The collisions between continental plates formed the greatest mountain ranges in the history of the Phanerozoic eon. The mountain building included the Caledonian orogeny and the Alleghenian orogeny. The low mountains of Scotland, Scandinavia and eastern North America are the ground-down remains of these vast events.
Pangea was the latest of a series of global supercontinents. They have formed at various times since plate tectonics began on Earth.
There were three major phases in the break-up of Pangaea.
Pangaea broke up about 180/200 million years ago, in the early middle Jurassic. It broke into supercontinents Laurasia and Gondwana before each of these broke into the current continents. One rift resulted in a new ocean, the North Atlantic Ocean.
The second major phase in the break-up of Pangaea began in the Lower Cretaceous (150–140 Ma), when Gondwana separated into multiple continents (Africa, South America, India, Antarctica, and Australia).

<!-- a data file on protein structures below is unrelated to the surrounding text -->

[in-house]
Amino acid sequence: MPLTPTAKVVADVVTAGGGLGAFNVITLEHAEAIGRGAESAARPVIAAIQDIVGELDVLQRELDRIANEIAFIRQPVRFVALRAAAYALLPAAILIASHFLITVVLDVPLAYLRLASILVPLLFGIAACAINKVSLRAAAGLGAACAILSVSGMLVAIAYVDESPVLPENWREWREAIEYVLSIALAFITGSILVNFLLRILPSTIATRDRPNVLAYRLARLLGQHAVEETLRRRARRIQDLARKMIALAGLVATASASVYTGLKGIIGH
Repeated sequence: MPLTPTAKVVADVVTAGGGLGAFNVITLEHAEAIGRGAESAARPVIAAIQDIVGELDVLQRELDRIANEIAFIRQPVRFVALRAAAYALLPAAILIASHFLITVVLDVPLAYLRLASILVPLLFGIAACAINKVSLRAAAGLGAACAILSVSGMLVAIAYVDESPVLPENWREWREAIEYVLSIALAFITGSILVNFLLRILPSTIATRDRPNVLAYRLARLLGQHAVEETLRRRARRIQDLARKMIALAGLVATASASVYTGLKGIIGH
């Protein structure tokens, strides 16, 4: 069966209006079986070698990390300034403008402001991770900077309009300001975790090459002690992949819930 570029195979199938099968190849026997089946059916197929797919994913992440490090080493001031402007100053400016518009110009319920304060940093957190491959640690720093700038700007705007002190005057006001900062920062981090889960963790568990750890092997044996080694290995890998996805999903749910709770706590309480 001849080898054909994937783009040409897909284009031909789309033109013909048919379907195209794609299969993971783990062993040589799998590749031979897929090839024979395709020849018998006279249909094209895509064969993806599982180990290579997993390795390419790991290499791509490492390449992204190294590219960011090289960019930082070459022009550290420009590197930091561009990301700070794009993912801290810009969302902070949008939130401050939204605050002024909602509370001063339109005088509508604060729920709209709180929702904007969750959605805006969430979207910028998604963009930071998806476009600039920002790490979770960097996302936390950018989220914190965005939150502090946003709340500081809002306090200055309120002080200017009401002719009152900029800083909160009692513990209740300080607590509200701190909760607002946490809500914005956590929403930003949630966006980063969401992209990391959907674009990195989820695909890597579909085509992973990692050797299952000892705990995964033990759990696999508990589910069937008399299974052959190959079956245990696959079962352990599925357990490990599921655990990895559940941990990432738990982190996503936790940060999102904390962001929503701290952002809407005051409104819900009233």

The third major and final phase of the break-up of Pangaea occurred in the early Cenozoic (Paleocene to Oligocene). Laurasia split when North America/Greenland (also called Laurentia) broke free from Eurasia, opening the Norwegian Sea about 60–55 Ma. The Atlantic and Indian Oceans continued to expand, closing the Tethys Ocean.
The break-up of Pangaea continues today in the Great Rift Valley.
Other sources [change]
- Matte P. 2001. The Variscan collage and orogeny (480-290 Ma) and the tectonic definition of the Armorica microplate: a review. Terra Nova 13, 122-128.
- Stampfli G.M.; Raumer J.F. von & Borel G.D. 2002. Paleozoic evolution of pre-Variscan terranes: from Gondwana to the Variscan collision. Geological Society of America Special Paper 364, pp. 263-280.
- Torsvik T.H.; Smethurst M.A.; Meert J.G.; Van der Voo R.; McKerrow W.S.; Brasier M.D.; Sturt B.A. & Walderhaug H.J. 1996. Continental break-up and collision in the Neoproterozoic and Palaeozoic - a tale of Baltica and Laurentia. Earth-Science Reviews 40, pp. 229-258.
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- Reconstruction based on Matte (2001); Stampfli et al. (2002); Torsvik et al. (1996) and Ziegler (1990)
- meaning entire Earth in Ancient Greek
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